Subprime card issuer Genesis Financial issuing debut securitization
Genesis Financial Solutions, a point-of-sale retail card issuer for merchant partners, is tapping the securitization market for the first time in a $135.9 million deal.
The Beaverton, Ore.-based Genesis is a privately held lender that underwrites higher-risk credit card accounts for customers of retail merchant partners, primarily in the furniture, consumer fitness, home furnishings and improvement, as well as fine jewelry sectors. Borrowers who do not qualify for retailers’ prime lender card program are steered toward Genesis’ “second-look” programs. Larger Genesis partners include Home Depot, Aspen Dental and Ashley HomeStore, according to a presale report from Kroll Bond Rating Agency.
Genesis Sales Finance Master Trust Series 2019-A will issue four classes of notes backed by an undiscounted principal balance of $175.15 million in receivables from the initial pool. Additional receivables may be added during a two-year revolving period following the closing of the deal. Kroll expects to assign an A to $75.6 million of Class A notes supported by 49.3% credit enhancement, including subordination, a 7.05% overcollateralization and expected excess spread of 17.59%.
The Class B notes total $18.9 million with a BBB rating; the Class C notes are sized at $20.5 million with a BB rating; and the $20.9 million in Class D notes are rated B.
All of the notes are due Aug. 2023, but all are expected to be paid off by 2022.
Kroll expects 27.8%-29.8% of receivables to be charged off over the life of the deal, in its base-case scenario.
The notes will be paid through receivables from accounts that have credit limits between $500 and $15,000, with interest rates ranging from 15.75% to 34.9%. A majority of accounts in Series 2019-A (61.3%) are subject to limited promotional plans that defer interest for 6 to 18 months, giving borrowers a chance to prepay balances without paying accrued interest.
As of Nov. 30, the accounts in the pool had an average balance of $1,173, a weighted average FICO of 639, an average APR of 28.6% and an average credit line of $3,297. The average utilization rate of the accounts is 62.87%.
Genesis has originated $1.94 billion in account receivables since being founded in 2011.
Genesis is majority owned by private equity firm Endeavor Capital. Other investors include the company’s management and OneMain Financial. However, the company is preparing for a change of hands through an acquisition/merger agreement made in December with Castlelake LP, according to Kroll.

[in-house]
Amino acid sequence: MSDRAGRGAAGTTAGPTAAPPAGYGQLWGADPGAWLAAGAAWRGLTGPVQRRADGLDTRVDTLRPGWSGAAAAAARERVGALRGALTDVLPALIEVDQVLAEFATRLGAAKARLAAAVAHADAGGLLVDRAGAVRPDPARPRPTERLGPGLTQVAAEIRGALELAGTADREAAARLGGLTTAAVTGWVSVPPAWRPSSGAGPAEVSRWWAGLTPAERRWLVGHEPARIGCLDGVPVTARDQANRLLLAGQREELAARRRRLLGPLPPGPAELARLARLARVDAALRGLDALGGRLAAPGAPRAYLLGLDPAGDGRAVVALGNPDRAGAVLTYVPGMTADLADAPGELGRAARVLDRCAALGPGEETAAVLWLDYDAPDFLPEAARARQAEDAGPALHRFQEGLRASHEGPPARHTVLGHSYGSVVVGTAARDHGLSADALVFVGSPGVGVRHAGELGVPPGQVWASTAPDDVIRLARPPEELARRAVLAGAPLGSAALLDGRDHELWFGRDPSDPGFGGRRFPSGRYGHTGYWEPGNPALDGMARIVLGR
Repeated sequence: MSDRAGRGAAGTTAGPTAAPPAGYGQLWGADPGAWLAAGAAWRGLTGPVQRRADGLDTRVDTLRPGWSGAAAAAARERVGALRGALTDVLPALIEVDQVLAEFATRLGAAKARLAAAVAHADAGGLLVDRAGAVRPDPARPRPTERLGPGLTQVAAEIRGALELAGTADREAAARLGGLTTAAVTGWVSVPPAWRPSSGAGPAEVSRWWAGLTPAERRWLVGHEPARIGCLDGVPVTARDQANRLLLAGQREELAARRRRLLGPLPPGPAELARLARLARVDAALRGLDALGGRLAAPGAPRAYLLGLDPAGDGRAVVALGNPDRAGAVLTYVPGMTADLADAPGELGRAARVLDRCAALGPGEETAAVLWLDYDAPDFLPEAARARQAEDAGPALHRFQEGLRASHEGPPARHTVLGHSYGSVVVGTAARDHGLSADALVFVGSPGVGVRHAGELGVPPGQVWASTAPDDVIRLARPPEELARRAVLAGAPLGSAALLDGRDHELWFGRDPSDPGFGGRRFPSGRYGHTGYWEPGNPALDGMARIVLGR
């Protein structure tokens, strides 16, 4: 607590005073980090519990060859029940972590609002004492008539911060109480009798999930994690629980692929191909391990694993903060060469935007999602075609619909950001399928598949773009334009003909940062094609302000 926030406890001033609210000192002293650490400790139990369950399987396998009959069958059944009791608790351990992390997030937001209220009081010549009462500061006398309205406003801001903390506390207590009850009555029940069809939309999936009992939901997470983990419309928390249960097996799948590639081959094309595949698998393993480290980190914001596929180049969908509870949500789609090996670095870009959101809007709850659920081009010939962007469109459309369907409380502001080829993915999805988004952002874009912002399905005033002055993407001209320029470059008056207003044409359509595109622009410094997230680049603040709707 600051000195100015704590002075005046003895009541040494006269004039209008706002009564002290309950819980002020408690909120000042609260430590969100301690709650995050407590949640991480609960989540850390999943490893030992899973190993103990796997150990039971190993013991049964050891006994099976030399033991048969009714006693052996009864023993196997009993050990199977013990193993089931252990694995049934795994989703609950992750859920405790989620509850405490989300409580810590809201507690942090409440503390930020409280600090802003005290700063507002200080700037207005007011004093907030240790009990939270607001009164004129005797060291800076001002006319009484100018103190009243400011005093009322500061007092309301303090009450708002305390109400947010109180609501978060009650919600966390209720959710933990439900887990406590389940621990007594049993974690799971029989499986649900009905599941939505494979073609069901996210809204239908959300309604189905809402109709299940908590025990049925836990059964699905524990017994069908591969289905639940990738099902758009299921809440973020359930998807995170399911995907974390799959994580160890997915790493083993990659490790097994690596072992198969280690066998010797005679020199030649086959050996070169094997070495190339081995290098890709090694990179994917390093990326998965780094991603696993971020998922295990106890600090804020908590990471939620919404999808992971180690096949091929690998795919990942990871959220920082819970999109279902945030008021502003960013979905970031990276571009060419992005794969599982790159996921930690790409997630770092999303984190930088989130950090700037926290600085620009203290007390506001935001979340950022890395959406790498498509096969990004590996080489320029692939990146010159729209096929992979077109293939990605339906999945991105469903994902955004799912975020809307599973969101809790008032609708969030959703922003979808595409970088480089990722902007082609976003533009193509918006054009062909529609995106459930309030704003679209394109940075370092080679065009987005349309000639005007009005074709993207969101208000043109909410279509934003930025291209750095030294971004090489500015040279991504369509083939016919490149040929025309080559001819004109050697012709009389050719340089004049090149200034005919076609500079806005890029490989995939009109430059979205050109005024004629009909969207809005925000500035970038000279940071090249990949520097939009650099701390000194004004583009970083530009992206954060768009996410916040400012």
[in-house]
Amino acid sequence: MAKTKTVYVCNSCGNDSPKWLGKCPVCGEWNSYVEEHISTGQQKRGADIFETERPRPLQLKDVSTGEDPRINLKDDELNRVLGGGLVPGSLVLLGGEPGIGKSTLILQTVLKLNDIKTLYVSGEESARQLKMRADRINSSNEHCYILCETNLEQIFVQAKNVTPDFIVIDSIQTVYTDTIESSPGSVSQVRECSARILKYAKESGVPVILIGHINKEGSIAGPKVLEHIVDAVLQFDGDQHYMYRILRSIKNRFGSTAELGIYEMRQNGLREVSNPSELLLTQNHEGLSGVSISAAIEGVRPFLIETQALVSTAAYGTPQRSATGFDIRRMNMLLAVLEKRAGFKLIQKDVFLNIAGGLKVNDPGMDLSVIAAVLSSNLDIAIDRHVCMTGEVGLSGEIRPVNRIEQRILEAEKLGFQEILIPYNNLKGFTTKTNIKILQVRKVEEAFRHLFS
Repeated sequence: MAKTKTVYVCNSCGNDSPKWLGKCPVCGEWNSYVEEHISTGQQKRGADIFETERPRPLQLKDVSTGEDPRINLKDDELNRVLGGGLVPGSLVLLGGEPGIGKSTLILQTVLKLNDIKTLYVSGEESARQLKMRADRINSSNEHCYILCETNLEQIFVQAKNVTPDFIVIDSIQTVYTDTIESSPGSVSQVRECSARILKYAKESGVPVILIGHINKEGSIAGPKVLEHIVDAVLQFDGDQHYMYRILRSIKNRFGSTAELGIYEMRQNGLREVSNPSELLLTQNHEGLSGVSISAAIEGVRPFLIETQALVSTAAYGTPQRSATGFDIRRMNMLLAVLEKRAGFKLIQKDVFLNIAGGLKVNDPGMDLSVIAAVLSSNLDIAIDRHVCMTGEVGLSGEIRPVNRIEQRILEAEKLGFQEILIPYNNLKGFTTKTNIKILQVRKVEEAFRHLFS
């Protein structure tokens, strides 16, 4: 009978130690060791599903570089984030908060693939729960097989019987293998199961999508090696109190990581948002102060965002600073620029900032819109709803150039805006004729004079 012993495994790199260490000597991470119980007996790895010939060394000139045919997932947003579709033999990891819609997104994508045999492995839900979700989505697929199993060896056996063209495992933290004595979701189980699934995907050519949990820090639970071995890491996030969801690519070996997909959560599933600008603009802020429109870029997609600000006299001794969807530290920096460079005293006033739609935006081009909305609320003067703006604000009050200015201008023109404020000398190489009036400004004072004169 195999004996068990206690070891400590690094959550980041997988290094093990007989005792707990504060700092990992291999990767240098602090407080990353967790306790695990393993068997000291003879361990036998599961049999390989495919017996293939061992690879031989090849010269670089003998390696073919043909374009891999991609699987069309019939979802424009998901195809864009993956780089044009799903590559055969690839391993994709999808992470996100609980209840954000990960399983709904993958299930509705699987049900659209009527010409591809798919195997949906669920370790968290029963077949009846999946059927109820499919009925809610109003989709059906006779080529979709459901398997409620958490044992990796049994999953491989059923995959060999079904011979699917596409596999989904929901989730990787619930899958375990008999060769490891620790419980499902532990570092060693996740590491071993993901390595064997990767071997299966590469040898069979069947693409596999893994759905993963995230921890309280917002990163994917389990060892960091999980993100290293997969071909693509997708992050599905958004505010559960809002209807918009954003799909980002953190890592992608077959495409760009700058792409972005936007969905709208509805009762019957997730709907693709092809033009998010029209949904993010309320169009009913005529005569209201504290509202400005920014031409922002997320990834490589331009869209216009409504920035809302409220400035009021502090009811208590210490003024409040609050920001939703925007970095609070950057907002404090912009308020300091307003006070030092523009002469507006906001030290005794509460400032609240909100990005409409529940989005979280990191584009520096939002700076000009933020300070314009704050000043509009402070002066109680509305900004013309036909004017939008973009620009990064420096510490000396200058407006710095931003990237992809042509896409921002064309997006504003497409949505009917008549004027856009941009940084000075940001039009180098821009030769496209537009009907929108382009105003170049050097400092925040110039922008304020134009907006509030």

The loans in the Series 2019-A pool were originated by Genesis’ underwriting partners, the federal industrial chartered First Electronic Bank in Utah; the state-chartered Bank of Missouri; and Sterling Jewelers.
Sterling is the U.S. subsidiary of U.K.-based jewelry retailer Signet Jewelers Ltd. (NYSE:SIG), which operates chains such as Kay Jewelers, Zales and Jared. Genesis has serviced Sterling non-prime loans since October 2017, and launched its second-look financing agreement with Sterling in June 2018 to supplement Sterling’s prime lending arrangement with Comenity Bank, according to Kroll.
Sterling’s originations make up just 13.5% of the account balances in the pool, but developments from the jewelry chain’s recent legal clash with the Consumer Financial Protection Bureau “could have an adverse effect on the performance of the Sterling receivables” within the pool, Kroll stated in its presale report.
Sterling, based in Akron, Ohio, last week settled claims in federal court with the CFPB that it opened credit-card accounts for consumers without their consent, as well as enrolling them without consent in payment-protection insurance programs. Sterling was also charged with misrepresenting financing terms associated with credit cards accounts and failing to follow Truth in Lending Act disclosure requirements.
Sterling agreeing to pay $11 million in fines to the CFPB and the state of New York as part of the settlement.
Genesis itself swung to a profit of $20.3 million profit for the first nine months of 2018, according to Kroll.
The company has used access to a $246.65 million senior bank facility with Credit Suisse and a $53.35 million subordinate facility with global asset firm Ares Management to finance its private-label credit-card program.
Genesis also has a general-purpose credit-card program that is financed through a separate revolving senior loan facility that had $139.5 million drawn on it as of December 2018. None of the loans in that program are included in the new master trust ABS issuance.
The company currently services about $1.4 billion in credit-card receivables (as of Nov. 30, 2018). Wells Fargo is the backup servicer.